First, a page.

Wednesday, February 23, 2011

How do I know if I am going through menopause?

This is a question that millions of women ask themselves and also ask their gynecologist. How do I know if I am going through menopause?
Definitions
Menopause – means that menstrual periods have stopped because the ovaries can no longer produce eggs or hormones.
Going through menopause – refers to the 12 month interval since the last menstrual period. This is because after 1 year without a period, a woman is no longer “going through” menopause. Instead, she is now on the other side so to speak, she is now post-menopausal.
Pre-menopause (peri-menopause) – refers to erratic and unpredictable periods and hormonal symptoms, starting from a few months to a few years before the onset of menopause.
Menstrual Function
To understand menopause requires some basic knowledge of female biology. The ovaries start producing eggs about age 12 or so, this is when many young girls experience their first menstrual period. Egg production usually continues once every 28 days until about age 50 (with many exceptions, such as pregnancy, breast-feeding, hormonal imbalances, etc.).
Estrogen and Eggs
Estrogen is the most important female hormone. It is responsible for female sexual characteristics and it is the loss of that estrogen leads to most of the symptoms of menopause such as hot flashes, night sweats, loss of sex drive, hair loss, mood swings, and more.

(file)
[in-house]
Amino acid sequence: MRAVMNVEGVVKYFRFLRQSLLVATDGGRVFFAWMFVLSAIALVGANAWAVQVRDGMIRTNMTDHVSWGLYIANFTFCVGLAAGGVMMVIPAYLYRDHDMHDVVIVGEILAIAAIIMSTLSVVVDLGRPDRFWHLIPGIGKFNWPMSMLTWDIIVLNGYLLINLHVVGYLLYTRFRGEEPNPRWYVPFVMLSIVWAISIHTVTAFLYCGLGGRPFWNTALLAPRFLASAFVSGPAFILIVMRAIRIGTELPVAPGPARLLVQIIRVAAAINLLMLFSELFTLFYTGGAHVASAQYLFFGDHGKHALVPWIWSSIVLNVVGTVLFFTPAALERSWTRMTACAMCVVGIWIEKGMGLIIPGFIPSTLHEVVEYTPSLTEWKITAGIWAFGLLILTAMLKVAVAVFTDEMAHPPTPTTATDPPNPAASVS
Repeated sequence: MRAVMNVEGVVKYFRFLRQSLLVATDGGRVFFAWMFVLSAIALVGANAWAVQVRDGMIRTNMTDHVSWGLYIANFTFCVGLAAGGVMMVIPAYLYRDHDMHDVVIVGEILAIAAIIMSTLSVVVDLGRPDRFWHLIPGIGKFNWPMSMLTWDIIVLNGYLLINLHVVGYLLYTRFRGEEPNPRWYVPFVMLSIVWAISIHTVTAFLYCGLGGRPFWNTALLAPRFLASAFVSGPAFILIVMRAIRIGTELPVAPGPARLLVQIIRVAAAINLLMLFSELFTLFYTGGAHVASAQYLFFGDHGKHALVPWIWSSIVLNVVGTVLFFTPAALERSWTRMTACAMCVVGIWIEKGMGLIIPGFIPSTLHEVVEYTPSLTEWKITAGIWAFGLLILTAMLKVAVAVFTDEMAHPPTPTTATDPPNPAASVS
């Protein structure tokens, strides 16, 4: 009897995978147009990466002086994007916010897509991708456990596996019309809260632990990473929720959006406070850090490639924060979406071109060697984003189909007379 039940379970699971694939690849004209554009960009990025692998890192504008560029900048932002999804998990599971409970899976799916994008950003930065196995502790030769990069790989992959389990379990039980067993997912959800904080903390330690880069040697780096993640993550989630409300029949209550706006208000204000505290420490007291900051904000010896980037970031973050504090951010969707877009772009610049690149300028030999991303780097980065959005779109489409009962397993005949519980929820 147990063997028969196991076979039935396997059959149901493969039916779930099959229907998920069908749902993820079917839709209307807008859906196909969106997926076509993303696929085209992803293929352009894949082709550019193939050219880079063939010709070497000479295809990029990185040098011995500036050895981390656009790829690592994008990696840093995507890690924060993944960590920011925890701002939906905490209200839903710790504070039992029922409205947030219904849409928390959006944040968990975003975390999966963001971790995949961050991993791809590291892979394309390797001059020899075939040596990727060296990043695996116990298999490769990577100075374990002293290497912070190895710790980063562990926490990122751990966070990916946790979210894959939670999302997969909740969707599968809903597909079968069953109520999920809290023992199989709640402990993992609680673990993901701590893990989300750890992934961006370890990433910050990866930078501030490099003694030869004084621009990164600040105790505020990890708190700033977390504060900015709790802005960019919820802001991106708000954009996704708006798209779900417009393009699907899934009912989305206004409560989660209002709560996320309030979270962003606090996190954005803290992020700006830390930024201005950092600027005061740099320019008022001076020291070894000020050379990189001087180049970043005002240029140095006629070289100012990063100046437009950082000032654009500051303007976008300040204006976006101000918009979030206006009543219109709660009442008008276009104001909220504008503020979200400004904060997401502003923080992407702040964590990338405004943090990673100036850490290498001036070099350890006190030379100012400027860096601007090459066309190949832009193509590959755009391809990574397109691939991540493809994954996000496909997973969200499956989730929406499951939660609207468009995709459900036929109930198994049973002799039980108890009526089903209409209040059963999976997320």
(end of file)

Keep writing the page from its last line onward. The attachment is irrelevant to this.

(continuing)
Mother Nature has inextricably linked the production of estrogen to the production of eggs. This is the key to understanding menopause which is the inability of the ovary to produce eggs or estrogen. When there are no eggs and no estrogen, there are no periods.
But, the ovaries often approach menopause in an erratic manner. Sometimes egg production and estrogen production stop at the same time. This leads to the abrupt cessation of menses, but this is not how most women enter menopause. Most of the time egg production stops and estrogen production fluctuates, or both egg production and estrogen production fluctuate.
Hormonal “Roller Coaster”
When egg production and/or estrogen production fluctuate, this can lead to a “roller-coaster” of hormonal symptoms: irregular bleeding, periods every 14 days, mood swings from one extreme to another, hot flashes that come and go, loss of sex drive, flushing, sweating, sleep disruption… the list is long! But, these symptoms are NOT menopause. Not yet. These symptoms are characteristic of the peri-menopause. These symptoms are what bring most women to the doctor! Treating this condition requires significant hormonal expertise, and many doctors do a poor job of it. Peri-menopause is NOT menopause, and cannot be treated the same way menopause is treated.
Blood tests – “Doctor, please check my hormone levels”
I get this request almost every day, and I always find it a bit challenging. We can draw blood tests, and these blood tests will tell us what the hormone levels are at that exact moment. But the tests will not tell what the hormone levels were yesterday, or what they will be tomorrow. Testing hormone levels is like testing blood sugar levels. They can be high, or low, or stable, or fluctuating. Knowing one set of numbers might not be so helpful.
One important test is the FSH level. FSH stands for Follicle Stimulating Hormone. This is a hormone produced by the pituitary gland, a grape-sized gland in the brain. FSH tells the ovaries to make a follicle, which is what the egg grows in. The follicle makes the estrogen and also makes and releases the egg.